Kenny MacAskill ‘disappointed’ after Portobello High School protesters win legal fight

Kenny MacAskill has said he is disappointed that the new school has been delayed
Kenny MacAskill has said he is disappointed that the new school has been delayed
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Edinburgh East MSP Kenny MacAskill has expressed his disappointment that a protest group has won its fight to stop a new school being built on common good land.

• MacAskill says 1,300 kids in crumbling school need new building

City education leader Paul Godzik says the council is disappointed with the ruling

City education leader Paul Godzik says the council is disappointed with the ruling

• Ruling says council doesn’t have the right to build on common good land

Commenting on the surprise announcement that an appeal against construction of the new Portobello High School has been accepted by the Court of Session, Edinburgh Eastern MSP Kenny MacAskill said: “I am surprised and hugely disappointed by this decision, which I think it is fair to say no one was really expecting.

“We’ve currently got over 1,300 kids being educated in a building that is falling down – this just isn’t sustainable.”

Campaigners have won a court battle to block plans to build a school on part of a public park, in a ruling which could help preserve community open ground throughout the country.

Edinburgh City Council picked a section of Portobello Park as the site for a new 1,400-pupil Portobello High School, but the scheme met opposition.

Mr MacAskill added: “While it is unfortunate that the new school is to be built on park grounds, the proposals do of course include a swimming pool and community sports pitches.

“The Council has my full backing in any attempts to further appeal this decision, or to explore alternative options. There currently is no plan B, but whatever happens a new school needs to be constructed as soon as possible.”

The protesters had lost an initial hearing, with a judge stating that, although the park had been gifted to the city in 1898 for exclusive use as recreation ground and was “inalienable common good land”, the council had power to use it for the new school.

However, three judges at the Court of Session in Edinburgh have upheld an appeal by Portobello Park Action Group Association.

Councillor Paul Godzik, the city’s education leader, said: “We are surprised and extremely disappointed with today’s decision and I am sure the vast majority of the local community will share our disappointment. There remains a compelling argument for the new school. We are now seeking legal advice on our next steps.”


Giving the judgment today, Lady Paton said that if the earlier decision had been correct, members of the local community would no longer have any right to prevent encroachment on to common good land.

“So long as a local authority’s plans involved a transfer of the land from one of their functions to another, they could proceed unhindered and at will. And for practical purposes the future of every piece of inalienable common good land in Scotland, notably public parks and other open space recreational and amenity provision, would be in jeopardy,” stated Lady Paton, sitting with Lords Emslie and Philip.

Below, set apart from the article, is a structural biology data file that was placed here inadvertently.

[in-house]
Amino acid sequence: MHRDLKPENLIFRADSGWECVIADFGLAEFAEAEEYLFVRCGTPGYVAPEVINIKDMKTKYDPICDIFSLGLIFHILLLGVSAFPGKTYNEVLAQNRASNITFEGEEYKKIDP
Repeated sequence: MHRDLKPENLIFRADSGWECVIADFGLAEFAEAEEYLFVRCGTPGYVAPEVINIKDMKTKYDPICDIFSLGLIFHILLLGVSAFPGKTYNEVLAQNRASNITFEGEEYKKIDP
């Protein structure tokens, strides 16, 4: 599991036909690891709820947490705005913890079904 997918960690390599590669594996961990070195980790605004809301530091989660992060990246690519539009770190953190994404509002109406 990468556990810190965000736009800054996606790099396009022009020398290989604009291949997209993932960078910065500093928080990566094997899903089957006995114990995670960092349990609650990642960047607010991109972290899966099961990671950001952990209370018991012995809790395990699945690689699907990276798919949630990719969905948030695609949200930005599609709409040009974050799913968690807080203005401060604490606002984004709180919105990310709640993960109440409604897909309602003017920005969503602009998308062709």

“Subject only to planning constraints, local authorities would be free to appropriate open space common good land, even if nominally inalienable, away from dedicated recreational or amenity use. They could construct over the land housing, offices, schools or slaughterhouses, or use it for sewerage or waste disposal purposes. All or any of these would fall within the ambit of one or other of their statutory functions.”

The plans for the new Portobello school date from 2006, and in her decision earlier this year, Lady Dorrian held that the association had taken too long to go to court - lodging a petition in July 2011 - and dismissed the case. She also said that, in her view, the council was allowed under the Local Government (Scotland) Act 1973, to “appropriate” the park land for the school.

Lady Paton said the appeal judges believed that the association had been entitled to wait to lodge its petition until planning permission had been granted in February 2011.


“The court is entitled to take into account the considerable difficulties faced by members of the public who wish to oppose a development which they contend is illegal. Litigation is expensive, time-consuming and sometimes conducted at considerable personal cost. It is not therefore to be undertaken lightly,” she added.

“This is an anxious and difficult case. On the one hand, there is clearly a perceived need for the building of a new and improved school. The council’s efforts in this direction have been supported by many members of the local community over an extended period. On the other hand, these plans involve appropriation of much of the open southern section of Portobello Park which, since 1898, has been dedicated to the open space amenity and recreation of the community at large.

“The park is admittedly inalienable common good land. At common law, it may not lawfully be encroached upon. The 1973 Act, in our opinion, provides the council with no contrary power, and we find that the 2003 Local Government in Scotland Act does not do so either.”

The association was granted a formal declaration that the council had no power to appropriate for use as a school any part of the inalienable common good land at Portobello Park, and the council’s decision to use the park as the site of the new school was set aside.